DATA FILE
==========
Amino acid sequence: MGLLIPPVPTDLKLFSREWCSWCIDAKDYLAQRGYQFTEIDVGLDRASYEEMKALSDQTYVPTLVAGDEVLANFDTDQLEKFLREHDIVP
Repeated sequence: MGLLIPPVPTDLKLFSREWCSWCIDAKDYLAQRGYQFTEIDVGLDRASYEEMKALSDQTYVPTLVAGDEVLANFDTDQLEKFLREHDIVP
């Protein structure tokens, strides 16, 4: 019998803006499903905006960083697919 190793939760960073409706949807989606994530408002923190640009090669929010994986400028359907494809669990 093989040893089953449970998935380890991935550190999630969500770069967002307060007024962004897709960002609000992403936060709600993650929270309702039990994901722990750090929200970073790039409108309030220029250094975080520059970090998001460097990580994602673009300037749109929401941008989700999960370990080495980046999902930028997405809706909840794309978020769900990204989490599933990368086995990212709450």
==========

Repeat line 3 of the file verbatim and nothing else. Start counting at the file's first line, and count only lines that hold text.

């Protein structure tokens, strides 16, 4: 019998803006499903905006960083697919 190793939760960073409706949807989606994530408002923190640009090669929010994986400028359907494809669990 093989040893089953449970998935380890991935550190999630969500770069967002307060007024962004897709960002609000992403936060709600993650929270309702039990994901722990750090929200970073790039409108309030220029250094975080520059970090998001460097990580994602673009300037749109929401941008989700999960370990080495980046999902930028997405809706909840794309978020769900990204989490599933990368086995990212709450």